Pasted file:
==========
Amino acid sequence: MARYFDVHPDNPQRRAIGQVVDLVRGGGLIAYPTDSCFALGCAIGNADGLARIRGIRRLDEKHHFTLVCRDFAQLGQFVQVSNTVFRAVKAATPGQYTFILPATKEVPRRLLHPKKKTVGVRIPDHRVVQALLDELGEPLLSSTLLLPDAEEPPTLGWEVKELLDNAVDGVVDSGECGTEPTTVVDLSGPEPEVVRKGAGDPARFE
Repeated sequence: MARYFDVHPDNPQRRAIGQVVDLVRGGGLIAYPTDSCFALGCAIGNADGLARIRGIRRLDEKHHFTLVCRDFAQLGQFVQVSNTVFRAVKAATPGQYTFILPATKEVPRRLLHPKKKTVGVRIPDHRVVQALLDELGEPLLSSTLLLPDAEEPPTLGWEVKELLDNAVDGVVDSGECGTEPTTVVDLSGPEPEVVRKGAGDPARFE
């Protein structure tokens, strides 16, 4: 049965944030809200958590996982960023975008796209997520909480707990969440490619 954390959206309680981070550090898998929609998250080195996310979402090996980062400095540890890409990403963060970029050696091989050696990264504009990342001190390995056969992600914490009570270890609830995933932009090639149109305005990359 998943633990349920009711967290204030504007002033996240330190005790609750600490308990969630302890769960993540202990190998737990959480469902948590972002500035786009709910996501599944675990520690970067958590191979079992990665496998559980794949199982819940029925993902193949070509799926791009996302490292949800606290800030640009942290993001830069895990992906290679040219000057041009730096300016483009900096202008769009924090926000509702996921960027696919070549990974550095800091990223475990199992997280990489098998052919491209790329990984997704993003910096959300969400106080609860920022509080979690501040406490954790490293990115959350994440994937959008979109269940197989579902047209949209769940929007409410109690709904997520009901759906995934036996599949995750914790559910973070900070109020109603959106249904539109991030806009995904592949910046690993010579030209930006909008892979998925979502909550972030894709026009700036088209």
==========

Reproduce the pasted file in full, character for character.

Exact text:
Amino acid sequence: MARYFDVHPDNPQRRAIGQVVDLVRGGGLIAYPTDSCFALGCAIGNADGLARIRGIRRLDEKHHFTLVCRDFAQLGQFVQVSNTVFRAVKAATPGQYTFILPATKEVPRRLLHPKKKTVGVRIPDHRVVQALLDELGEPLLSSTLLLPDAEEPPTLGWEVKELLDNAVDGVVDSGECGTEPTTVVDLSGPEPEVVRKGAGDPARFE
Repeated sequence: MARYFDVHPDNPQRRAIGQVVDLVRGGGLIAYPTDSCFALGCAIGNADGLARIRGIRRLDEKHHFTLVCRDFAQLGQFVQVSNTVFRAVKAATPGQYTFILPATKEVPRRLLHPKKKTVGVRIPDHRVVQALLDELGEPLLSSTLLLPDAEEPPTLGWEVKELLDNAVDGVVDSGECGTEPTTVVDLSGPEPEVVRKGAGDPARFE
């Protein structure tokens, strides 16, 4: 049965944030809200958590996982960023975008796209997520909480707990969440490619 954390959206309680981070550090898998929609998250080195996310979402090996980062400095540890890409990403963060970029050696091989050696990264504009990342001190390995056969992600914490009570270890609830995933932009090639149109305005990359 998943633990349920009711967290204030504007002033996240330190005790609750600490308990969630302890769960993540202990190998737990959480469902948590972002500035786009709910996501599944675990520690970067958590191979079992990665496998559980794949199982819940029925993902193949070509799926791009996302490292949800606290800030640009942290993001830069895990992906290679040219000057041009730096300016483009900096202008769009924090926000509702996921960027696919070549990974550095800091990223475990199992997280990489098998052919491209790329990984997704993003910096959300969400106080609860920022509080979690501040406490954790490293990115959350994440994937959008979109269940197989579902047209949209769940929007409410109690709904997520009901759906995934036996599949995750914790559910973070900070109020109603959106249904539109991030806009995904592949910046690993010579030209930006909008892979998925979502909550972030894709026009700036088209």